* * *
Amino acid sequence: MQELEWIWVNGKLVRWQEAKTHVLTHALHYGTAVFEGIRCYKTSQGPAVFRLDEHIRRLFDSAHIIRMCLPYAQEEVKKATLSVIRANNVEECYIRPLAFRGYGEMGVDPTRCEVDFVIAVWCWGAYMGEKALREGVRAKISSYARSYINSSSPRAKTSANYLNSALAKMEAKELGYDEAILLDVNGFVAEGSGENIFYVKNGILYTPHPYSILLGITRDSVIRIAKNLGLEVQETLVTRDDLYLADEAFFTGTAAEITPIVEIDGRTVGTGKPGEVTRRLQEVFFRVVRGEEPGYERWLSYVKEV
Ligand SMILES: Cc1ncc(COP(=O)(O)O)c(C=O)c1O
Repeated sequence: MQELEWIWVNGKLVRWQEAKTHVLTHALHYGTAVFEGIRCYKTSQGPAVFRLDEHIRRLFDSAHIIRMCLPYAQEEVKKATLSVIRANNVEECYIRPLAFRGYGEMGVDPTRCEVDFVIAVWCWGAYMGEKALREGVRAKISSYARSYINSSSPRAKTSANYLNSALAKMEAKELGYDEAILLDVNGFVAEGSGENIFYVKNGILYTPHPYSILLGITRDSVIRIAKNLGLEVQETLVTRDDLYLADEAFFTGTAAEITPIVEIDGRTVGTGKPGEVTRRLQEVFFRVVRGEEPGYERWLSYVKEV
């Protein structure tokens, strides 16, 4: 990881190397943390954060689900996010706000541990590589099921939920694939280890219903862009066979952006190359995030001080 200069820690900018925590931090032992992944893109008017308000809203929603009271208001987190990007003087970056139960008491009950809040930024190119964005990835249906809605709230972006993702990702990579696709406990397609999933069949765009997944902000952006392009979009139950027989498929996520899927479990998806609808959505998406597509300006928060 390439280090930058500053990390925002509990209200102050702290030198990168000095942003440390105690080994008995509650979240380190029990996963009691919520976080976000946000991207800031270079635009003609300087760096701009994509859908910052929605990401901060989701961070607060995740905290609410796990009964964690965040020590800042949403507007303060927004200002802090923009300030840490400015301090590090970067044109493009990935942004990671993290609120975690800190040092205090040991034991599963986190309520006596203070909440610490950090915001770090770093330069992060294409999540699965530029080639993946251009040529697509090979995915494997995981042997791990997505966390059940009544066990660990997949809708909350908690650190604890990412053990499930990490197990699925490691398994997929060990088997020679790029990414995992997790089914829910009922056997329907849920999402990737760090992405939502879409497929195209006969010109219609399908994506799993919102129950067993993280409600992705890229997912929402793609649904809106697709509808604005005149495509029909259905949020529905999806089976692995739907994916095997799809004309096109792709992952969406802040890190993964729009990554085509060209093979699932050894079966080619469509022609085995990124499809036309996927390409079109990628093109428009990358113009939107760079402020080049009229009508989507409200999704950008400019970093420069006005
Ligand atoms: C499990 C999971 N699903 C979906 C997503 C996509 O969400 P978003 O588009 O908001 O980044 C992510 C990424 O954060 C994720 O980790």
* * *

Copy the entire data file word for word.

Amino acid sequence: MQELEWIWVNGKLVRWQEAKTHVLTHALHYGTAVFEGIRCYKTSQGPAVFRLDEHIRRLFDSAHIIRMCLPYAQEEVKKATLSVIRANNVEECYIRPLAFRGYGEMGVDPTRCEVDFVIAVWCWGAYMGEKALREGVRAKISSYARSYINSSSPRAKTSANYLNSALAKMEAKELGYDEAILLDVNGFVAEGSGENIFYVKNGILYTPHPYSILLGITRDSVIRIAKNLGLEVQETLVTRDDLYLADEAFFTGTAAEITPIVEIDGRTVGTGKPGEVTRRLQEVFFRVVRGEEPGYERWLSYVKEV
Ligand SMILES: Cc1ncc(COP(=O)(O)O)c(C=O)c1O
Repeated sequence: MQELEWIWVNGKLVRWQEAKTHVLTHALHYGTAVFEGIRCYKTSQGPAVFRLDEHIRRLFDSAHIIRMCLPYAQEEVKKATLSVIRANNVEECYIRPLAFRGYGEMGVDPTRCEVDFVIAVWCWGAYMGEKALREGVRAKISSYARSYINSSSPRAKTSANYLNSALAKMEAKELGYDEAILLDVNGFVAEGSGENIFYVKNGILYTPHPYSILLGITRDSVIRIAKNLGLEVQETLVTRDDLYLADEAFFTGTAAEITPIVEIDGRTVGTGKPGEVTRRLQEVFFRVVRGEEPGYERWLSYVKEV
């Protein structure tokens, strides 16, 4: 990881190397943390954060689900996010706000541990590589099921939920694939280890219903862009066979952006190359995030001080 200069820690900018925590931090032992992944893109008017308000809203929603009271208001987190990007003087970056139960008491009950809040930024190119964005990835249906809605709230972006993702990702990579696709406990397609999933069949765009997944902000952006392009979009139950027989498929996520899927479990998806609808959505998406597509300006928060 390439280090930058500053990390925002509990209200102050702290030198990168000095942003440390105690080994008995509650979240380190029990996963009691919520976080976000946000991207800031270079635009003609300087760096701009994509859908910052929605990401901060989701961070607060995740905290609410796990009964964690965040020590800042949403507007303060927004200002802090923009300030840490400015301090590090970067044109493009990935942004990671993290609120975690800190040092205090040991034991599963986190309520006596203070909440610490950090915001770090770093330069992060294409999540699965530029080639993946251009040529697509090979995915494997995981042997791990997505966390059940009544066990660990997949809708909350908690650190604890990412053990499930990490197990699925490691398994997929060990088997020679790029990414995992997790089914829910009922056997329907849920999402990737760090992405939502879409497929195209006969010109219609399908994506799993919102129950067993993280409600992705890229997912929402793609649904809106697709509808604005005149495509029909259905949020529905999806089976692995739907994916095997799809004309096109792709992952969406802040890190993964729009990554085509060209093979699932050894079966080619469509022609085995990124499809036309996927390409079109990628093109428009990358113009939107760079402020080049009229009508989507409200999704950008400019970093420069006005
Ligand atoms: C499990 C999971 N699903 C979906 C997503 C996509 O969400 P978003 O588009 O908001 O980044 C992510 C990424 O954060 C994720 O980790």